Much effort is being put into building the market for technology that supports rich-media online meetings. This segment covers anything from telepresence and high-quality video conferences to private meetings, conference calls and webinars. In due course, driven by mobile and the cloud, it will extend to applications such as multiple-site remote surgery or online customer focus groups.
The common denominator of all these digital meet-ups is that they inevitably produce – because they are all about humans communicating together – large amounts of content: i.e. recordable language data that can provide substantial added value to all kinds of stakeholders if properly captured and processed.
To give an idea of the market value, 2011 revenue from the global video conferencing infrastructure grew by 26.9% (to $746M). In 2012 a company such as Cisco did significantly better. More important for knowledge management services is the software layer poised on top of the unified communications infrastructure, much invested in by telecoms equipment companies such as Avaya.
Just recently Oracle said it was making a substantial bet on video-conferencing as a major business line. Surely Microsoft among others with its high-potential Skype asset will be eying the same market.
The story of smart meeting technology goes back to the early days of exploring how computing could augment – rather than replace - human intellectual work. This was radically enabled by the research into computer interfaces, networks and graphics in the Augment programme led by Doug Engelbart back in the 1970s. He tried to adapt the technology of his time to help teams of intellectual workers increase their grasp of complex decision-making and data handling during very large-scale industrial projects.
This singular seam of computing history is often contrasted with the development of the famous Artificial Intelligence agenda. The focus here was on automating essentially human practices such as using language to create meaning, and reason over semantic entities. This led to software applications for powering processes ranging from medical diagnoses to driving a car.
Augmenting the value of meetings poses a real challenge. Meetings can involve many participants in free-flowing conversations around documents or presentations that generate a huge flow of information, both trivial and critical. Sorting through the inevitable noise generated in order to identify the key takeaways is a demanding task. As is the parallel need to check on the relevance of those half-forgotten suggestions, criticisms, and expressions of support.
Note that a perfectly intelligent aural record of a meeting would change the psychological dynamics of how people process what happened, producing a cool, detailed photograph rather than human memory’s warm, impressionistic picture. Although everyone keeps their own notes as a partial record of a meeting, there is also a scribe whose job it is to take down the official “minutes”. What if there was an independent and searchable record of the whole event?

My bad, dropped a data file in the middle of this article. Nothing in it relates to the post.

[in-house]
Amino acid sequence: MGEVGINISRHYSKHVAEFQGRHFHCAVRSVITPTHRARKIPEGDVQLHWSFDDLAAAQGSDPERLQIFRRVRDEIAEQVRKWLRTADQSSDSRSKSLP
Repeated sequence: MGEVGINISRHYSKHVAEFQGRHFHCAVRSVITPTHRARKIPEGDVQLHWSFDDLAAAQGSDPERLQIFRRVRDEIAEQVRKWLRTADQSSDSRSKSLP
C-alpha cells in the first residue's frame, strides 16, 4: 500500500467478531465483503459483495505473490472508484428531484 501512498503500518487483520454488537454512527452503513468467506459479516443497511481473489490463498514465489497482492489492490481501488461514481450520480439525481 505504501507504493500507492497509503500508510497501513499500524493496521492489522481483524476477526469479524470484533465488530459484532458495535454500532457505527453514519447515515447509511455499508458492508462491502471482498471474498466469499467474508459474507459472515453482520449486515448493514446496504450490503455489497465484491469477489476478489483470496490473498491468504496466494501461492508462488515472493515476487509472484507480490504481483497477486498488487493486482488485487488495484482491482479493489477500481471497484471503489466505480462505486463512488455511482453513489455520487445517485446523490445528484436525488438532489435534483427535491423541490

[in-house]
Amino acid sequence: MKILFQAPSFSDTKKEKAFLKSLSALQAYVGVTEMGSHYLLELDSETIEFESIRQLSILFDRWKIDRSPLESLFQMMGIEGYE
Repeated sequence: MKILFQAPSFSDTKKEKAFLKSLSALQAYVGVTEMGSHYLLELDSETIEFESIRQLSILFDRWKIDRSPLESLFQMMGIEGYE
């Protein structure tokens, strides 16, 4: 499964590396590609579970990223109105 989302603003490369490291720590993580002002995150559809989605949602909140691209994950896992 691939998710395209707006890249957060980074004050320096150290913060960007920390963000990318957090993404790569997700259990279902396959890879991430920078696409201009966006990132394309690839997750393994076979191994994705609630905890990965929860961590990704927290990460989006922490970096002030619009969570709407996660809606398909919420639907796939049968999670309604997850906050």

Enter Gridspace which has come up with an NLP-driven solution for recording and indexing the content of meetings, and collecting and integrating all documentation associated with it, so that it produces a searchable knowledge base.
The application also claims to provide a dashboard for meeting attendees of what the system considers to be the “most important” content of the meeting – i.e. a sort of automated minutes. The aim is of course to save time and give a rapid solution to the post meeting problem of collating scribbled notes into an “objective” record. Another company operating in this space is VoiceBase
Four leads for adding functionality to future meeting apps:
1. Although small-group online meetings may use a single language – possibly linguafranca English – any meeting knowledge support system will eventually need to be multilingual in scope. In some cases, interpreters could be integrated into the workflow (with the attendant data capture issues); in others, subtitles could be used to simplify communications. Subtitle companies using speech recognition to aid multilingual access include the people behind Jibbigo (before it was bought by Facebook – no news since), but also Translate Your World, which claims translation capabilities for subtitles in 78 languages or automated voice translation in 35 languages. A hard linguistic nut to crack, of course, but essential in the long run.
2. “Intelligent Meeting” applications will also need to be able to consolidate a whole historical series of meetings on the same topics and summarise their contents. They should provide people with references to previous meetings, what people said before, what updates have been shared by email, and so on. In other words, a fully-fledged ideas monitor that can take the burden of searching and consolidating information and morph it into usable input for everyone involved the meeting.
3. Other add-ons will almost certainly be dreamt up to improve meeting productivity in due course. In a BYOD world, wearable computing devices such as smart glasses could well turn into a meeting interface for some, requiring a number of adaptations to the meeting scenario. Fine-tuned emotion recognition software may well find its way into meeting software to help participants detect the temperature of their co-members either in their facial expression or in their manner of speaking. These will enable people who have never met before to rapidly evaluate personalities. Sinister but possibly manageable.
4. Knowledge technology advances in online meeting/webinars will almost certainly extend to the world of education and training (e.g. MOOCs) and open up an interesting multilingual marketplace for smart apps that help learners engage more easily, understand more intelligently, and access richer knowledge repositories. Again, across the language spectrum.